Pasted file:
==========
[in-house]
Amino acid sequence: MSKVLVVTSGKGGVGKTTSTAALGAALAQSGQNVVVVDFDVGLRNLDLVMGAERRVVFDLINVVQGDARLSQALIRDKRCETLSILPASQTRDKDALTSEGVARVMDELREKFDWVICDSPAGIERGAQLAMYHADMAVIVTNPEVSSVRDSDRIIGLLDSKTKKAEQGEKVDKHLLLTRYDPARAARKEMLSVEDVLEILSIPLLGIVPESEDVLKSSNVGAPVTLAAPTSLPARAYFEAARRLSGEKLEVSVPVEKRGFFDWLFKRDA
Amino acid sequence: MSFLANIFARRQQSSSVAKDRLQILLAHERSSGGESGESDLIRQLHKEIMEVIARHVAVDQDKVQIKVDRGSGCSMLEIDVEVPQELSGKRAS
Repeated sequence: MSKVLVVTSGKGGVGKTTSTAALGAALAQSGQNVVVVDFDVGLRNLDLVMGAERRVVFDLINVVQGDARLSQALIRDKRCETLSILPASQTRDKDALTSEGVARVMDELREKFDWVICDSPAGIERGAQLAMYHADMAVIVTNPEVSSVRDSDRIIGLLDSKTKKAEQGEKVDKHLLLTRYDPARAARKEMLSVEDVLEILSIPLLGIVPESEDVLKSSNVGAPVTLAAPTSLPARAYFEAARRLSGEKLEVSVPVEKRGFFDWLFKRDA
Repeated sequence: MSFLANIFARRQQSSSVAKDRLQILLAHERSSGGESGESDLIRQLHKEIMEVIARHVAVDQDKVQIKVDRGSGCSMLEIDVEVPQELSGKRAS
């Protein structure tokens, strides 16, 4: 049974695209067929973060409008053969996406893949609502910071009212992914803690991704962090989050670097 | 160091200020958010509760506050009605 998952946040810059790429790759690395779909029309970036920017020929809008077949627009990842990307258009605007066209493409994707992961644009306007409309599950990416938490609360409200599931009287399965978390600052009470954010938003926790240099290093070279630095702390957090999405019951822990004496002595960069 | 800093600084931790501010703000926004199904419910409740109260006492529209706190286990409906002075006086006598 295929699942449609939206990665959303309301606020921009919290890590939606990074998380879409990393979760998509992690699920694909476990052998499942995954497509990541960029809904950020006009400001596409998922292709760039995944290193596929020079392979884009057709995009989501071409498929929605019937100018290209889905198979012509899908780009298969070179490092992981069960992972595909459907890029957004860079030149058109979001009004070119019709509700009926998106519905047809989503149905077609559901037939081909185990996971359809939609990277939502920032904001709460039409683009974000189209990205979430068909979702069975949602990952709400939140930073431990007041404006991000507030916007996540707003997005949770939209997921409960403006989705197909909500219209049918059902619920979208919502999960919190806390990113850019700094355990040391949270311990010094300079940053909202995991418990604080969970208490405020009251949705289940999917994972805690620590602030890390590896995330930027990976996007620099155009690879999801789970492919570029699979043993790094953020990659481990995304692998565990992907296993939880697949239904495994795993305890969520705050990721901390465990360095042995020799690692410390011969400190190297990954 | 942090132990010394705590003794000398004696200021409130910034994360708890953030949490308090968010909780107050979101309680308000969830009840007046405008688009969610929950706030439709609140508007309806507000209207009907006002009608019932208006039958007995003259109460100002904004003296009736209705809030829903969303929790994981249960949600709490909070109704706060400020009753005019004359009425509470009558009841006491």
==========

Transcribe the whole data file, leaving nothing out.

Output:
[in-house]
Amino acid sequence: MSKVLVVTSGKGGVGKTTSTAALGAALAQSGQNVVVVDFDVGLRNLDLVMGAERRVVFDLINVVQGDARLSQALIRDKRCETLSILPASQTRDKDALTSEGVARVMDELREKFDWVICDSPAGIERGAQLAMYHADMAVIVTNPEVSSVRDSDRIIGLLDSKTKKAEQGEKVDKHLLLTRYDPARAARKEMLSVEDVLEILSIPLLGIVPESEDVLKSSNVGAPVTLAAPTSLPARAYFEAARRLSGEKLEVSVPVEKRGFFDWLFKRDA
Amino acid sequence: MSFLANIFARRQQSSSVAKDRLQILLAHERSSGGESGESDLIRQLHKEIMEVIARHVAVDQDKVQIKVDRGSGCSMLEIDVEVPQELSGKRAS
Repeated sequence: MSKVLVVTSGKGGVGKTTSTAALGAALAQSGQNVVVVDFDVGLRNLDLVMGAERRVVFDLINVVQGDARLSQALIRDKRCETLSILPASQTRDKDALTSEGVARVMDELREKFDWVICDSPAGIERGAQLAMYHADMAVIVTNPEVSSVRDSDRIIGLLDSKTKKAEQGEKVDKHLLLTRYDPARAARKEMLSVEDVLEILSIPLLGIVPESEDVLKSSNVGAPVTLAAPTSLPARAYFEAARRLSGEKLEVSVPVEKRGFFDWLFKRDA
Repeated sequence: MSFLANIFARRQQSSSVAKDRLQILLAHERSSGGESGESDLIRQLHKEIMEVIARHVAVDQDKVQIKVDRGSGCSMLEIDVEVPQELSGKRAS
């Protein structure tokens, strides 16, 4: 049974695209067929973060409008053969996406893949609502910071009212992914803690991704962090989050670097 | 160091200020958010509760506050009605 998952946040810059790429790759690395779909029309970036920017020929809008077949627009990842990307258009605007066209493409994707992961644009306007409309599950990416938490609360409200599931009287399965978390600052009470954010938003926790240099290093070279630095702390957090999405019951822990004496002595960069 | 800093600084931790501010703000926004199904419910409740109260006492529209706190286990409906002075006086006598 295929699942449609939206990665959303309301606020921009919290890590939606990074998380879409990393979760998509992690699920694909476990052998499942995954497509990541960029809904950020006009400001596409998922292709760039995944290193596929020079392979884009057709995009989501071409498929929605019937100018290209889905198979012509899908780009298969070179490092992981069960992972595909459907890029957004860079030149058109979001009004070119019709509700009926998106519905047809989503149905077609559901037939081909185990996971359809939609990277939502920032904001709460039409683009974000189209990205979430068909979702069975949602990952709400939140930073431990007041404006991000507030916007996540707003997005949770939209997921409960403006989705197909909500219209049918059902619920979208919502999960919190806390990113850019700094355990040391949270311990010094300079940053909202995991418990604080969970208490405020009251949705289940999917994972805690620590602030890390590896995330930027990976996007620099155009690879999801789970492919570029699979043993790094953020990659481990995304692998565990992907296993939880697949239904495994795993305890969520705050990721901390465990360095042995020799690692410390011969400190190297990954 | 942090132990010394705590003794000398004696200021409130910034994360708890953030949490308090968010909780107050979101309680308000969830009840007046405008688009969610929950706030439709609140508007309806507000209207009907006002009608019932208006039958007995003259109460100002904004003296009736209705809030829903969303929790994981249960949600709490909070109704706060400020009753005019004359009425509470009558009841006491």